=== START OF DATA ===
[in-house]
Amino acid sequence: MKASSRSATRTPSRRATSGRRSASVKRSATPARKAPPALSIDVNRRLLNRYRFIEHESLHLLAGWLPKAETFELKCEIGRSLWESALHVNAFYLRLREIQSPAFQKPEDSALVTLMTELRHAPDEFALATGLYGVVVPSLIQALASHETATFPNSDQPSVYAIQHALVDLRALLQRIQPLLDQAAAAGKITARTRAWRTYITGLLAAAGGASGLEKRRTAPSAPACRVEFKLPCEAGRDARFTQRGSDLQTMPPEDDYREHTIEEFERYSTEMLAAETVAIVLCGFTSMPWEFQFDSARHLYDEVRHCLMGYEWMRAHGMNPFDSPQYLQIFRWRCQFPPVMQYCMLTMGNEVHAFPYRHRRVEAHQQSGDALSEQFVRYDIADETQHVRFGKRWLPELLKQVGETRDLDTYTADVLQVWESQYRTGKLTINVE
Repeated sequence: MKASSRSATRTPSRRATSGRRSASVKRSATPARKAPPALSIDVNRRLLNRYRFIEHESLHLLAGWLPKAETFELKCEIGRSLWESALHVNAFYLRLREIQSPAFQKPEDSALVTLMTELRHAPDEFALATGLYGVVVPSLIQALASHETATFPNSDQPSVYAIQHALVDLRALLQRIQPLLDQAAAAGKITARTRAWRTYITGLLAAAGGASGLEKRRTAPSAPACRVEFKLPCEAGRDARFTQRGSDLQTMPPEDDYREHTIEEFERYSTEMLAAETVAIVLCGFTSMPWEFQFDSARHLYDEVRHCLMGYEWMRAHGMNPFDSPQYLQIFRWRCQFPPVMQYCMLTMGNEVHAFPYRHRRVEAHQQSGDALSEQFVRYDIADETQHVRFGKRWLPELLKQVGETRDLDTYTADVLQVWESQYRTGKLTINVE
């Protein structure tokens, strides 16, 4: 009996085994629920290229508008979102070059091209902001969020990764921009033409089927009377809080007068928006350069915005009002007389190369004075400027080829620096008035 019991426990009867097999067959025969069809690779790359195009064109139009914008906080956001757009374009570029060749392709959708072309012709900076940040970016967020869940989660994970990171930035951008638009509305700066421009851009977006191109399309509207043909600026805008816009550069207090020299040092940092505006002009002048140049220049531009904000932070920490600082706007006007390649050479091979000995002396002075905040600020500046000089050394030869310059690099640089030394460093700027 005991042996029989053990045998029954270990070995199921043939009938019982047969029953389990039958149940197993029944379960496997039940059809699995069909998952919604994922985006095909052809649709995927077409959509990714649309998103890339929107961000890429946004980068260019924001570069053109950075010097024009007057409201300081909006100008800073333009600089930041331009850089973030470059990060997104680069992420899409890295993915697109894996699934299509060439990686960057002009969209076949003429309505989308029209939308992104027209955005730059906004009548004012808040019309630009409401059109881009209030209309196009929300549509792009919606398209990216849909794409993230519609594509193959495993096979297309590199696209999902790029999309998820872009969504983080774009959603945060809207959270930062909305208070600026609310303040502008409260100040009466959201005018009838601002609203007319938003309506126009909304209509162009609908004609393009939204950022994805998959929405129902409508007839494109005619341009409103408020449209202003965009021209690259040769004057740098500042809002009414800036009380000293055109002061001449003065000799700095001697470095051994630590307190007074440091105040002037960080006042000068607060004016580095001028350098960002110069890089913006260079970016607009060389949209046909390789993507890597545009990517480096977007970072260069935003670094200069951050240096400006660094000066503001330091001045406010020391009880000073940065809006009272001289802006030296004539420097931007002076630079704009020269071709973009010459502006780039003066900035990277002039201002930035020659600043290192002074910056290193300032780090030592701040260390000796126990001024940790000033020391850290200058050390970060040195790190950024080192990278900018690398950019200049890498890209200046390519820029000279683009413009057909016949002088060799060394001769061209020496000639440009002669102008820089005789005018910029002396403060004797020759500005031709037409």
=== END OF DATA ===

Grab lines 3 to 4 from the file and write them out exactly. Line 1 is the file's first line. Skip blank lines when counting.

Repeated sequence: MKASSRSATRTPSRRATSGRRSASVKRSATPARKAPPALSIDVNRRLLNRYRFIEHESLHLLAGWLPKAETFELKCEIGRSLWESALHVNAFYLRLREIQSPAFQKPEDSALVTLMTELRHAPDEFALATGLYGVVVPSLIQALASHETATFPNSDQPSVYAIQHALVDLRALLQRIQPLLDQAAAAGKITARTRAWRTYITGLLAAAGGASGLEKRRTAPSAPACRVEFKLPCEAGRDARFTQRGSDLQTMPPEDDYREHTIEEFERYSTEMLAAETVAIVLCGFTSMPWEFQFDSARHLYDEVRHCLMGYEWMRAHGMNPFDSPQYLQIFRWRCQFPPVMQYCMLTMGNEVHAFPYRHRRVEAHQQSGDALSEQFVRYDIADETQHVRFGKRWLPELLKQVGETRDLDTYTADVLQVWESQYRTGKLTINVE
């Protein structure tokens, strides 16, 4: 009996085994629920290229508008979102070059091209902001969020990764921009033409089927009377809080007068928006350069915005009002007389190369004075400027080829620096008035 019991426990009867097999067959025969069809690779790359195009064109139009914008906080956001757009374009570029060749392709959708072309012709900076940040970016967020869940989660994970990171930035951008638009509305700066421009851009977006191109399309509207043909600026805008816009550069207090020299040092940092505006002009002048140049220049531009904000932070920490600082706007006007390649050479091979000995002396002075905040600020500046000089050394030869310059690099640089030394460093700027 005991042996029989053990045998029954270990070995199921043939009938019982047969029953389990039958149940197993029944379960496997039940059809699995069909998952919604994922985006095909052809649709995927077409959509990714649309998103890339929107961000890429946004980068260019924001570069053109950075010097024009007057409201300081909006100008800073333009600089930041331009850089973030470059990060997104680069992420899409890295993915697109894996699934299509060439990686960057002009969209076949003429309505989308029209939308992104027209955005730059906004009548004012808040019309630009409401059109881009209030209309196009929300549509792009919606398209990216849909794409993230519609594509193959495993096979297309590199696209999902790029999309998820872009969504983080774009959603945060809207959270930062909305208070600026609310303040502008409260100040009466959201005018009838601002609203007319938003309506126009909304209509162009609908004609393009939204950022994805998959929405129902409508007839494109005619341009409103408020449209202003965009021209690259040769004057740098500042809002009414800036009380000293055109002061001449003065000799700095001697470095051994630590307190007074440091105040002037960080006042000068607060004016580095001028350098960002110069890089913006260079970016607009060389949209046909390789993507890597545009990517480096977007970072260069935003670094200069951050240096400006660094000066503001330091001045406010020391009880000073940065809006009272001289802006030296004539420097931007002076630079704009020269071709973009010459502006780039003066900035990277002039201002930035020659600043290192002074910056290193300032780090030592701040260390000796126990001024940790000033020391850290200058050390970060040195790190950024080192990278900018690398950019200049890498890209200046390519820029000279683009413009057909016949002088060799060394001769061209020496000639440009002669102008820089005789005018910029002396403060004797020759500005031709037409």